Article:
A short one today.
In my last post, I mentioned my “home server”. That thing actually does not run 24/7, even though it’s a “server” (electricity is quite expensive here). There is no point in it running when I am not home and/or it only idles. But I also don’t want to walk up to it to power on the server, every time I want to access something. So I created a very simple script to boot it via WoL, which runs automatically on Mondays and Fridays around 18:00 / 6 pm, primarily for the backup jobs.
The script checks if the server is alive via a ping. If it’s not running, it executes the “ether-wake” command.
I configured it as a cronjob on my “router”, a Zotac CI323 nano. This mini PC is great because of its two ethernet ports, which makes it almost perfect for a router. I installed Rocky Linux 8 with KVM on it. On top of that, I am running “OPNSense”, “Nextcloud”, “Pihole” and “Paperless” as virtual systems.
Anyway, the cronjob looks like this.
#Ansible: Start KVM Server for Backup 45 17 * * MON,FRI /home/admin/script/kvm-server-start.sh
Keep in mind that your system has to support WoL and you have to enable it in the BIOS. Check your mainboard manual (most systems should support it). On my old system, the following step was not necessary, but for some reason on this one, I also need to enable WoL in Linux. I guess the system keeps resetting the setting on every boot.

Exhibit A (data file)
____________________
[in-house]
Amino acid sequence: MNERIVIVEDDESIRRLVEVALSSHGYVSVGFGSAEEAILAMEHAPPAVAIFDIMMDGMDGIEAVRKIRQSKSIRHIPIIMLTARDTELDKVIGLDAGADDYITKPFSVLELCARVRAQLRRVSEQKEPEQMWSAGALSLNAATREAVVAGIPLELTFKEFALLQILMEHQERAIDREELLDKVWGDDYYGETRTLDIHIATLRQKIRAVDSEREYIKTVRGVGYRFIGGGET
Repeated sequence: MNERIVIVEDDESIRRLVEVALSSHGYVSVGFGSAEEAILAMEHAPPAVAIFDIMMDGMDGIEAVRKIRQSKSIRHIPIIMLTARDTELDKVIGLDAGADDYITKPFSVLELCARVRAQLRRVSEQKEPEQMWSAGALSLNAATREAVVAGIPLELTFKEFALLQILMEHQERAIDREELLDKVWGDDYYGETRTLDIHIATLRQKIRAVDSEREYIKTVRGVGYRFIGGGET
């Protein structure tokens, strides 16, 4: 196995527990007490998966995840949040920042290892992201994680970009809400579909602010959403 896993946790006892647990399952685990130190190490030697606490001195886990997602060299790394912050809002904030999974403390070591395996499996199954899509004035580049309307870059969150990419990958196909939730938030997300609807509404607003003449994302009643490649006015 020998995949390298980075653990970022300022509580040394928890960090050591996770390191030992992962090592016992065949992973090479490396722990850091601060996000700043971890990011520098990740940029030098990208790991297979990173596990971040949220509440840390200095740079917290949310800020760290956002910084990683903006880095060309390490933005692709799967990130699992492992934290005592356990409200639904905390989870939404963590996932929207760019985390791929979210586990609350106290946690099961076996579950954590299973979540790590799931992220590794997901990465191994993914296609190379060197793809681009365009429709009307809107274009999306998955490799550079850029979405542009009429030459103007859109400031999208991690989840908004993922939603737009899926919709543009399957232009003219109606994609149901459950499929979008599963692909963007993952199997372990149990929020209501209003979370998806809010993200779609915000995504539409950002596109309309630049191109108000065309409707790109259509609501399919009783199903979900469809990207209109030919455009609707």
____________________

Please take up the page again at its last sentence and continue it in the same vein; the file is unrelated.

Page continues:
// Install ethtool fedora-kde :: ~ » sudo dnf install ethtool // check Wake-on-Lan status fedora-kde :: ~ » sudo dnf ethtool eth0 | grep Wake-on Supports Wake-on: pumbg Wake-on: g // To make it permanent, add this entry to the ifcfg file. fedora-kde :: ~ » sudo vim /etc/sysconfig/network-scripts/ifcfg-eth0 ETHTOOL_OPTS="wol g"
I also created a script to shut the server down. It’s not pretty, but it works. Since I am running a bunch of VMs on it, I wanted to make sure that they shut down properly before the host powers off. This script runs every weekday at around 22:00 / 10 pm and at midnight on the weekends.
This script is very specific to my system, very old and not exactly good code (should be at least 5 years now). But maybe someone will find it useful/interesting.